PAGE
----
I had a cop tell me flat out he'll get my gun no matter what. It was his choice if I kept it or not. I asked him if he was so willing to violate my rights what else was he willing to do. The oath he took when he was sworn in as a peace officer says he will uphold the constitution of the US and California. That oath obviously means nothing to him so why would any sworn testimony in a court of law be trustworthy.

Tyrist, Unit74, SOCalDep, RonSolo, Topgun7, all the other LEO's on CGN, you guy's are stand up people but too many in your ranks are willing to throw the reputation of the good honest LEO's under the bus.

Cops are the example of the law, not the exception.

duldej
05-05-2010, 10:31 AM
in 1974 there was a case that was a civil lawsuit in los angeles where a plaintiff by the name of pitchess sued the superior court because of police misconduct that i think led to a false arrest.
i think that pitchess (1974) involved police brutality where the sheriff's deputies involved in the arrest had an abusive past.
hence the pitchess motion of today that's permitted by evidence codes sections 1103 and 1105.
to wit and looking over bp codes sections 7520 that pertains to private investigators only a felony conviction spells real trouble for the public officer and a misdemeanor is par for the course.
los angeles county lasd has offices devoted solely (since pitchess 1974) to pitchess motion officer misconduct records and is distinct from ordinary bureaus that are in lasd and that you will target requisitioning for instance an incident report that is handled, i think, at the civil courthouse.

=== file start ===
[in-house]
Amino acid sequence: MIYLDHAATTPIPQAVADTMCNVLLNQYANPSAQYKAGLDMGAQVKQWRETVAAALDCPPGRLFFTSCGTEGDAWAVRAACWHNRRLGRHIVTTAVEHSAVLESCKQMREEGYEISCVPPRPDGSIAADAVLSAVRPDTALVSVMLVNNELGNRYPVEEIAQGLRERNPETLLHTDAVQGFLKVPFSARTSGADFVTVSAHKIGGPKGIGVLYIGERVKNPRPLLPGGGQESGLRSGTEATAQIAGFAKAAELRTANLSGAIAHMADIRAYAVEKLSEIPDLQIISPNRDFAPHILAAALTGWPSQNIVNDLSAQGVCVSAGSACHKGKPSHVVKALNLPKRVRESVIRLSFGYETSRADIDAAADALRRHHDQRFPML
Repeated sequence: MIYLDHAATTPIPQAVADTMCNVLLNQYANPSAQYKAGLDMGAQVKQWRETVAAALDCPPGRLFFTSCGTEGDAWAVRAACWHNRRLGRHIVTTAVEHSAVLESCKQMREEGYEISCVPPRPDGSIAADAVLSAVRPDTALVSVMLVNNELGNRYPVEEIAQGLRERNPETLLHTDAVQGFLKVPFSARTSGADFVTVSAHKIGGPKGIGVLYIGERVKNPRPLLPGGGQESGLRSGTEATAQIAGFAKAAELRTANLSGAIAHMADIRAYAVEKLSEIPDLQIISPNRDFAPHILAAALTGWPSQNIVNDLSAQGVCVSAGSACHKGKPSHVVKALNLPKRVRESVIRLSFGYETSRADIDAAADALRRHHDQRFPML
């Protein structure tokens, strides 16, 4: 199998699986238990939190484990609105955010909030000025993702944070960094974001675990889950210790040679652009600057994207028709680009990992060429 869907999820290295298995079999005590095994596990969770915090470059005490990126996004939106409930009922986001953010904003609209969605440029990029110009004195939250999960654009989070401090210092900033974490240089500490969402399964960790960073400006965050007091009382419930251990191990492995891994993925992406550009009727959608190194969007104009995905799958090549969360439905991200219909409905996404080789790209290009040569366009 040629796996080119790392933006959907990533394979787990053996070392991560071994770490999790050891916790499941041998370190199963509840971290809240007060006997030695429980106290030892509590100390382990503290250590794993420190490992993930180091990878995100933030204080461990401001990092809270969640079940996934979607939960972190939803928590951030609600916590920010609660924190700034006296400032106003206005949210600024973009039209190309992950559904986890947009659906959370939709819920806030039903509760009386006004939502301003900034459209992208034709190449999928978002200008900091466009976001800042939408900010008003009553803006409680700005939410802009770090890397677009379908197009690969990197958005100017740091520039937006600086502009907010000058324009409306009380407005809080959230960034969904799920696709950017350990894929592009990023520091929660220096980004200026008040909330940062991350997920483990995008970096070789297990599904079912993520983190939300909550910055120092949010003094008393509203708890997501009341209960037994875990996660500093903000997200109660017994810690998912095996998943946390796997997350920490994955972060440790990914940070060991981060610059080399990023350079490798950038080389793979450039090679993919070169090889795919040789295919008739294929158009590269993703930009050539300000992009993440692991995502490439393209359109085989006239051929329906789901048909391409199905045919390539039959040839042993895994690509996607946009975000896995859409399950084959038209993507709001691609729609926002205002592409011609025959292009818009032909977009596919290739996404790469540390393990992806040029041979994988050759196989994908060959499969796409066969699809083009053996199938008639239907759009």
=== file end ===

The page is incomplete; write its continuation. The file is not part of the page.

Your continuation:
HokeySon
05-05-2010, 11:30 AM
to anyone who thinks this is jut a political thing or not a big deal, I ask you: would you want to be a defendant in a court where your lawyer could not find out basic information about the officer that arrested you like whether he has a history of misconduct or conviction record?

All of this information is "private" for leos, but not for other follks. So the only way that a defendant can get this basic information is to make a "pitchess motion," then a judge decides if you should be allowed to find this stuff out, but before the judge turns it over, he or she is going to conduct an in camera review, to see if in the judges opinion, the information will help you. Then, after all those hoops you get to look at it. But that is no good if the DA, who is responsible for turning this information over, does not obtain the information from the police department, who is responsible for maintaining it.

In sum, this is real problem .... on every level. Its not just political and it cannot be justified ... on any level.